Strategies and Practices for Inclusive Excellence

Inclusivity in education has never been more important or more possible. Use this guide to aid you in developing your courses as well as yourself to achieve more welcoming and effective learning environments.

A few of these strategies are supported by evidence-based literature. However, many of them are the synthesis of the best guess arising from the community. Some are even new ideas arising from the experiences of our students. As such, this represents the current snapshot of teaching strategies to which we should aspire. Hopefully, these strategies will evolve based on future evidence, new ideas, and the inclusion of more voices and perspectives.

  • Diversity Terminology: Take time to reflect on the UNL’s definitions of diversity, inclusion, equity, and inclusive excellence. To be an ally or an advocate, learn the language so that you can effectively communicate your commitment with students and other instructors.
  • Diversity and Inclusion Statements: Most directly, these statements set the tone for all members of the course as to how inclusion will be supported. In the event of an incident, they provide a reference point when unpacking and processing. Read examples from UNL classes
    • Land acknowledgment: Open your course with a short verbal and printed statement acknowledging the history that has led to the class meeting at this location. See an example in the bottom section of the mission page of UNL's writing center. An additional statement about how the land is valued from a native perspective may be added. 
    • Including pronoun preferences in your own introduction demonstrates your openness and commitment to varied gender identity and pronoun use of students in your course.
  • Active Learning: Use instructional approaches that have been shown to benefit underrepresented groups.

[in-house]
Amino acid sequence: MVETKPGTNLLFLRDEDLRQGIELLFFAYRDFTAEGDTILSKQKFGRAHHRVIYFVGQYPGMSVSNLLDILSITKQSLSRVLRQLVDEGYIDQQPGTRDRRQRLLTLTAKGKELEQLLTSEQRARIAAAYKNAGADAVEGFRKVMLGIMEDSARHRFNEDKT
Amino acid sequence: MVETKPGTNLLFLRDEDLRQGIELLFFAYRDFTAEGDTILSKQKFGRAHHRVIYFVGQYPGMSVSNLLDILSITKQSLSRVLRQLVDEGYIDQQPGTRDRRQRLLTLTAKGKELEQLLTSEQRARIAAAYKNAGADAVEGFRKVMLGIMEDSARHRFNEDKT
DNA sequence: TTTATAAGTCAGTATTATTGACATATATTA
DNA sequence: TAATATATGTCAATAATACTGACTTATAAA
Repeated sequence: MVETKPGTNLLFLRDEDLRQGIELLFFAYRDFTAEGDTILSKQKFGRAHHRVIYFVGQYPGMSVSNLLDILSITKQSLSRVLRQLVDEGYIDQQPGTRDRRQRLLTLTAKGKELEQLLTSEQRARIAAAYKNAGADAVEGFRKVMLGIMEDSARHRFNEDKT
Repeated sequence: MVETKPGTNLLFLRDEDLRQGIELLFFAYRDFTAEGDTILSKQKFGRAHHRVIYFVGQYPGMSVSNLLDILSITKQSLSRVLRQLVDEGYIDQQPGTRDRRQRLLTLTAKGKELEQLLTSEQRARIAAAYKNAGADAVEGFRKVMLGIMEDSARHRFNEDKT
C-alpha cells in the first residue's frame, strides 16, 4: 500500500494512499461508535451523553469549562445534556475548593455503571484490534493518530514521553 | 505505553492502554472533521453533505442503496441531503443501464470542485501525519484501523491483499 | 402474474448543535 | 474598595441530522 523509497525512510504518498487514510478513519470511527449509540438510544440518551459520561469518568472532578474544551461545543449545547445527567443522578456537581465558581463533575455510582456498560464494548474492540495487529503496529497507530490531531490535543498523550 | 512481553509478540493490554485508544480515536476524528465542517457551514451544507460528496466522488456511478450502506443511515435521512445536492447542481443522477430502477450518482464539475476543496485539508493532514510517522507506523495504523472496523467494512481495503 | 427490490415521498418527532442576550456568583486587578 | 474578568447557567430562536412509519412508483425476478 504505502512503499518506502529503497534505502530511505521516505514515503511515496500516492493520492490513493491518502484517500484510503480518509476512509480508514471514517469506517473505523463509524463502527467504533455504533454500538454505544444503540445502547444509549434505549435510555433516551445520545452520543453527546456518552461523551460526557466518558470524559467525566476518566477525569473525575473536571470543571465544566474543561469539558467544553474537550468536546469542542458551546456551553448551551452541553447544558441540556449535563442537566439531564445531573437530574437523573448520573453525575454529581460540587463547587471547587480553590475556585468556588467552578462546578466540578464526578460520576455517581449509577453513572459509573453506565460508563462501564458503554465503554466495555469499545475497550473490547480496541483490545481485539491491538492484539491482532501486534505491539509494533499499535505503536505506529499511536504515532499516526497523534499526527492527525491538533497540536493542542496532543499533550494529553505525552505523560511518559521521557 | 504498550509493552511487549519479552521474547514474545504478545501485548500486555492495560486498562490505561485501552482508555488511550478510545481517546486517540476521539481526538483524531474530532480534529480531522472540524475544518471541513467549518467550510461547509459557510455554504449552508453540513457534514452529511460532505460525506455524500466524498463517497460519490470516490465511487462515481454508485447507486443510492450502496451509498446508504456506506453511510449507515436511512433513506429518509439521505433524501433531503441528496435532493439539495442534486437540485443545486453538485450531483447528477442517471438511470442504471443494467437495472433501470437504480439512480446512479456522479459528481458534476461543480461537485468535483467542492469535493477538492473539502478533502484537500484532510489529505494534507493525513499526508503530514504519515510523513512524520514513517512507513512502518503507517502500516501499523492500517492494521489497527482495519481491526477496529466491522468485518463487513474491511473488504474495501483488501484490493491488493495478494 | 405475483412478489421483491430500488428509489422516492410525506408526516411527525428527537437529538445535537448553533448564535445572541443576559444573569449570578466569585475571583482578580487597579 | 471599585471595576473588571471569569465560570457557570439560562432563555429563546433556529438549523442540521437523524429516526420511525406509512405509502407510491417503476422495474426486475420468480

• Talk less as an instructor and provide more time for student interaction, student thinking, and formative feedback on student learning.
    • Frequent formative feedback is for the instructor and for the students.
    • Think-pair-share is a gateway strategy for developing an active classroom.
    • Some strategies aggregate or anonymize student performance during formative feedback, which will encourage more students to provide feedback on their learning.
  • Use High Standards and Personal Assurance when Providing Critical Feedback: Before presenting critical feedback, first provide assurance to students that they have the ability to succeed, in part because they are in a given class/university/program. Second, provide a statement that high standards are what will allow them to excel. Providing these before providing critical feedback, buffers the stereotype threat that may be experienced by students who perceive they may confirm a negative stereotype of a group of which they are a member (from The Mentor's Dilemma). Fundamentally, this comes from having and communicating a Growth Mindset (as described in this Town Hall seminar with Claude Steele and Mary Murphy).
  • Long-term Investment: Over the long term, outreach to diverse and underserved populations in the community will increase the diversity of the students in our courses. In addition, recruiting and supporting diverse faculty and instructors will expand our capacity to support and mentor a diverse student population.
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